By Debbie Carlson
The WisdomTree Emerging Markets ex-State-Owned Enterprises Fund doesn't include ESG in its name
The environmental, social and governance exchange-traded fund that's seen the biggest inflows year-to-date isn't a renewable energy ETF and doesn't belong to one of the behemoth fund families.
The company behind the fund didn't even put the term ESG fund, and two top research firms are divided whether it qualifies as an ESG fund under the governance pillar because of its theme.
That fund is the six-year-old WisdomTree Emerging Markets ex-State-Owned Enterprises Fund (XSOE), which invests in companies that are no more than 20% owned by a government and therefore is seen as a way to avoid the risk of government pressure on the company at the expense of outside shareholders. It had $4.77 billion in assets under management as of March 26. So far this year, it has gathered $1.2 billion alone, a 38% increase.
The next-biggest asset gatherer is a familiar name: iShares ESG Aware MSCI USA ETF (ESGU), the biggest ESG ETF by assets. It holds $15.2 billion -- more than triple the size of the WisdomTree fund -- and has seen 8% asset growth so far this year.
Two other iShares ESG ETFs has also seen significant flows so far in 2021: iShares ESG Aware MSCI EAFE ETF (ESGD) and iShares ESG Aware MSCI EM ETF (ESGE), which have seen asset increase 21% and 13%, respectively. Vanguard's ESG U.S. Stock ETF (ESGV) rounds out the top five AUM growers, seeing 22% growth.
Todd Rosenbluth, director of ETF research at CFRA, says he was "caught off guard" by the strong growth in both the WisdomTree fund, and in a similar WisdomTree fund, WisdomTree China ex-State-Owned Enterprises Fund (CXSE), which has brought in nearly $1 billion in new funds so far this year.
"The 'g' pillar of ESG has been popular. Investors are more aware of China in particular, but also the heavy hand that government plays in certain industries in a non-shareholder friendly way," he says.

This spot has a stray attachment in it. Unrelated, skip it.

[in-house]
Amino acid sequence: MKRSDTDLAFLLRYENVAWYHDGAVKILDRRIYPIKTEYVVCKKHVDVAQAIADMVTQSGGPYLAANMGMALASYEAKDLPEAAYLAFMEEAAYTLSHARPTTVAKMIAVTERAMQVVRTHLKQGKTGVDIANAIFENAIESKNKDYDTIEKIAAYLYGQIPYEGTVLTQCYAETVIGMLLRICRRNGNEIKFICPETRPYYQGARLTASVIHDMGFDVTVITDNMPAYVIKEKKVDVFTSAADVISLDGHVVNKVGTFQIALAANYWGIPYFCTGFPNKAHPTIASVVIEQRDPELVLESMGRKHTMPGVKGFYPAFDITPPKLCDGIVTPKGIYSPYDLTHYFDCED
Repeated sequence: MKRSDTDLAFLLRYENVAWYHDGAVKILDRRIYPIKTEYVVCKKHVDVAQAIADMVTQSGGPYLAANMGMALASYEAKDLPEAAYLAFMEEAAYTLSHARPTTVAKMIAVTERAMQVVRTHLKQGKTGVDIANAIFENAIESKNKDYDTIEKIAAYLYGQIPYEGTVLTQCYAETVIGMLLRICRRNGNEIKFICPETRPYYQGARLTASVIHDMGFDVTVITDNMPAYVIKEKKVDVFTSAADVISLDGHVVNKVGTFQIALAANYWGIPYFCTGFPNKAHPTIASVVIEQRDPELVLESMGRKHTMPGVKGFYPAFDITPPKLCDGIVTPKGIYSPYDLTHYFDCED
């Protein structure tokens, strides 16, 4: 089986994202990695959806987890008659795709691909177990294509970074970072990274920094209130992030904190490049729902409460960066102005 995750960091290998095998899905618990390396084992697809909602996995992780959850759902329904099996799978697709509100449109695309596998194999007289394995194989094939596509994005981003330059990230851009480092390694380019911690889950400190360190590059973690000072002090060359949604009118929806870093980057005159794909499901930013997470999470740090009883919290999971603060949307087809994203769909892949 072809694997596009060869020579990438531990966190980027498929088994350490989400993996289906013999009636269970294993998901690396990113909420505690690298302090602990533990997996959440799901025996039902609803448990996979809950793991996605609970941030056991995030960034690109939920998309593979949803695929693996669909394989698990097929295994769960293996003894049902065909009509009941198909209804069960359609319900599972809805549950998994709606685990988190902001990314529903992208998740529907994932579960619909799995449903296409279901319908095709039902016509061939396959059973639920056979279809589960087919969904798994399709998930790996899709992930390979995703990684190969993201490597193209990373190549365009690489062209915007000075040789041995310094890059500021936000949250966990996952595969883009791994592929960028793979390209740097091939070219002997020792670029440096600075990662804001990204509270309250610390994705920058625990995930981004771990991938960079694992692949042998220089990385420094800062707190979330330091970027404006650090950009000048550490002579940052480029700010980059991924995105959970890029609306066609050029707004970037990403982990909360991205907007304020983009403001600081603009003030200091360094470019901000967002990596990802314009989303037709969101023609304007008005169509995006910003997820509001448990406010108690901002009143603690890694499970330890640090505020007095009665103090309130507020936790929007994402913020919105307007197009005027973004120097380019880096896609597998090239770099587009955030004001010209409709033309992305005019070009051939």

The World Bank noted in a recent research report () that performance problems with certain state-owned enterprises have been noted for decades.
Jeff Weniger, head of equity strategy, WisdomTree, says although the fund doesn't have ESG in the name, it has been constructed to be an ESG fund through a few extra criteria such as screening out thermal coal and tobacco.
"We have some investors are doing a dedicated search for an ESG mandate, and others are just looking for high-quality emerging funds," he says, adding that the emerging-market companies that are likely to be polluters are usually state-owned companies.
He says the fund has been able to sidestep issues with Brazil and China, such as when Brazilian President Jair Bolsonaro fired the CEO of Petrobras, the state-owned oil company, and installed a military general with no oil and gas background.
"We were able to eliminate a lot of this headline risk, at least in the past tense, we would hypothesize that would be the case in the future sense," he says. "The big one is always China."
The three main Chinese ESG issues are the country's oppressive treatment of the Uyghur population in the mainland, political pressure in Hong Kong and saber-rattling in Taiwan, he says.